For the creative person, inspiration is everything. Any activity where you aren’t primarily just following instructions, depends on inspiration, and if that’s where you live, the flows and currents of ideas and creative energy become critically important. Like all flows and tides, creativity tends not to be a constant stream, because nothing natural is without degrees of fluctuation or change.
What happens when there is no inspiration? For an author, this is a place of fear. Writer’s block, is crippling. Not just in terms of not being able to produce in the moment, but also the fear of having lost it. There are no guarantees that your vision will ever return. On top of this, many creative people carry anxiety about being frauds. If you fear that you aren’t really a proper (insert appropriate title here) then the loss of inspiration can seem like proof that you can’t really cut it as a professional creative person. There’s nothing like fear, self doubt and despair to further shut down your creativity and reduce your scope to trust whatever does turn up.
I know a lot of professionally creative folk working across many different disciplines. What I see reliably, is people working long hours for not much money, and needing very high output to be able to make ends meet. The romantic view of the creative life, with the long literary lunches, the glamorous parties, and some occasional, pleasant, effort free not-proper-work is miles from the truth. I don’t know anyone living that way. I know a lot of people who work ten hour days and more, seven day weeks, producing gorgeous, inspired things and just about getting by. They create because they have to, because it is not possible to exist without doing it.
It would be nice to feel relaxed and at ease with the process, not worrying about deadlines, or where the money for next month will be coming from. It is easier to court the muse if you’re not conscious of needing money for shoes, or a thwacking great electric bill you can’t afford. When you need the flow of inspiration on full blast all day every day to have any hope of not sinking, block is terrifying and a disaster, and it tears people apart. We are not machines, and to need to run your inspiration as a commercial product can be to put your creativity in jeopardy. Burn-out can destroy you.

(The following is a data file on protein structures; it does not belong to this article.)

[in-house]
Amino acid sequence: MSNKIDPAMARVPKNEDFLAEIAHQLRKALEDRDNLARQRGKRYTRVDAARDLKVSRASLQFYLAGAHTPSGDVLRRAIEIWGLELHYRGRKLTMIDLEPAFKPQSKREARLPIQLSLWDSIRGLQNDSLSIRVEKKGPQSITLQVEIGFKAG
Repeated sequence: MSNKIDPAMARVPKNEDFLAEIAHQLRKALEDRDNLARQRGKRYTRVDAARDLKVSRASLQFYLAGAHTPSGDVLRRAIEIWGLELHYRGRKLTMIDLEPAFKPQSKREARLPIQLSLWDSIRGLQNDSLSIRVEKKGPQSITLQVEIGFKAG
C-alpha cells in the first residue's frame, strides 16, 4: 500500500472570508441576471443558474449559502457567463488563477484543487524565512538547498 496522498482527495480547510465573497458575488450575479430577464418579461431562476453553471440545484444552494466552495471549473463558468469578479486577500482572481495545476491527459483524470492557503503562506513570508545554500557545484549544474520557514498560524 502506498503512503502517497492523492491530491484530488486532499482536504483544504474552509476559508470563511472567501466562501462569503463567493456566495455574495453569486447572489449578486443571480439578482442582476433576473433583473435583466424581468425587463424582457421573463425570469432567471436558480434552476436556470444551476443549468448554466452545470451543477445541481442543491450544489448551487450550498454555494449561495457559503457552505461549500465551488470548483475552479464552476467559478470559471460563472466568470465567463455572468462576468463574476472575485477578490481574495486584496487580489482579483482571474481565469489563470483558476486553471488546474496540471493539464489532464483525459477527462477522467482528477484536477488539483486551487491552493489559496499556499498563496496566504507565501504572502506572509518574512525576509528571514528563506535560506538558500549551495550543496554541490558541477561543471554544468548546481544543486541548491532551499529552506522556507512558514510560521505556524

I think the last time I had a whole day off was in October 2013, and before that, there were a couple days in July. I’ve got a day in about ten days time, and I’ve been holding that thought for weeks now. The last few days I’ve been so tired, that the ideas are barely flowing at all. Yesterday, everything was making me cry, and that’s not a good sign. I gave up this morning and had a couple of extra hours in the duvet, just sitting there, not really thinking or doing anything because I was too shattered for even that.
Professional creativity means study and practice. It means polishing your craft, learning about it, developing it. It is a whole other thing from having a hobby, where you do only what is pleasurable and comfortable. These are the things people do not have in their minds when they say that we creative people should give our work away for free, for love. You only get creative excellence by working at it. Be that hours training your body for dance and gymnastics, hours developing your vocal stamina so that you can sing two 45 minute sets in an evening, or honing your skills so that you can capture a face in a few lines, be those of words or paint… If you don’t do these things professionally, you don’t tend to know what it takes. A good performer, a good artist will make it look breathlessly easy, but if you see that and assume there was no effort involved in getting to that place of simple brilliance, you might want to give it a try some time. It is so demoralising having all that dedicated work rubbished by people who want to justify getting a freebie.